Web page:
Using <base href/> with Anchors
A <base href="homepage-url"/> tag in the header of the pages in your site is enormously convient for building sites which can be moved from one domain or location to another. Unfortunately, there is one downside - it breaks anchor links. In this blog I explain the whole problem with the base tag and show you how you get around the problem with broken anchor links.
The purpose of the <base/> tag is to specify the base location for resolving relative urls. It was only ever meant to be used for viewing a page where the document root is not available (for example, from an email) and should technically point to the actual document location, rather than the homepage. However, there are two significant advantages to the latter:
Any HTML purist and they'll tell you that using <base href="homepage-url"/> to artificially rewrite all your urls relative to your homepage or application context is abusing the intended use of the tag. Well, okay, so that's not what it was designed for, but I'm fairly certain HTML wasn't design to build applications like Google Maps either, but people did it anyway.Using <base href/> with Anchors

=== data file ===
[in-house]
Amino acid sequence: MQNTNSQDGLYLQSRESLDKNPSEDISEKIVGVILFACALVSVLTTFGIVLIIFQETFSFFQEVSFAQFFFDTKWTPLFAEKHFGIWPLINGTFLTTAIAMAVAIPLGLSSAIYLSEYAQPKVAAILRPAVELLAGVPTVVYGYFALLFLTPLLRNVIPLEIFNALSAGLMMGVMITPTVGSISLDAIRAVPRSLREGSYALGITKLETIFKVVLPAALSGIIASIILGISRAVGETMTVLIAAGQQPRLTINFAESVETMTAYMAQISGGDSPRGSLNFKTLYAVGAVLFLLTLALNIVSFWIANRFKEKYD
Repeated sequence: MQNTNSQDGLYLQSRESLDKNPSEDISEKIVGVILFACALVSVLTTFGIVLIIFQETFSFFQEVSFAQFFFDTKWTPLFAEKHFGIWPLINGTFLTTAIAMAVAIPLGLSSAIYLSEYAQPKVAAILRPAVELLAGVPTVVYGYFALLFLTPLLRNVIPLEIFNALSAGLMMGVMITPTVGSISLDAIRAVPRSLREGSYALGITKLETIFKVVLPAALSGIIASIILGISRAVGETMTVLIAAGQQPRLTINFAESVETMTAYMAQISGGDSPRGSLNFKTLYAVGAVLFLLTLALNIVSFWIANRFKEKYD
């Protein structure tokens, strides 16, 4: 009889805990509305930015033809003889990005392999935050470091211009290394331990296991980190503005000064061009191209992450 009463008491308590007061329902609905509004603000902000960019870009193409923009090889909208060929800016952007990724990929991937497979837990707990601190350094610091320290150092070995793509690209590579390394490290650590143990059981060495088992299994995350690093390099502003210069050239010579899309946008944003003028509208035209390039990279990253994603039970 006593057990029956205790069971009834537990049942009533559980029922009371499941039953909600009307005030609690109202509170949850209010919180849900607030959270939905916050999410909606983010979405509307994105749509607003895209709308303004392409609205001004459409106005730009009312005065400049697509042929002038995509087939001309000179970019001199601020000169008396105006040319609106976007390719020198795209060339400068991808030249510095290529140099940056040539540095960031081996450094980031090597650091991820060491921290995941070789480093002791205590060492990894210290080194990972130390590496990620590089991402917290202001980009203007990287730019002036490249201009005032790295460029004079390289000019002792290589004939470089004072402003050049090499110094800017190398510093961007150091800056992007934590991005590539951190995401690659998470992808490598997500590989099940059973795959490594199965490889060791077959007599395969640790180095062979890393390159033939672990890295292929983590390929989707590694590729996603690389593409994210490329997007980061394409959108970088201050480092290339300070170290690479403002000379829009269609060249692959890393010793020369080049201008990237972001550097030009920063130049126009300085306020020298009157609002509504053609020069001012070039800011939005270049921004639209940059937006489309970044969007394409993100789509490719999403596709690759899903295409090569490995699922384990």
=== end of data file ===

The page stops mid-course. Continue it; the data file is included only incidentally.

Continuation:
The Achille's Heel of the base href tag is that anchor links will all resolve to the homepage unless you include the relative path of the document also. For example, if the base href was http://www.example.com, notice how the following urls are resolved:
Relative URL Absolute URL Broken: #anchor http://www.example.com/app#anchor Corrected: page#anchor http://www.example.com/app/page#anchor
This doesn't cause a problem if you are happy to manually include the page location in each anchor link. For our CMS however, we wanted the editor to do this work for us and there are two problems with making this transparent to the user: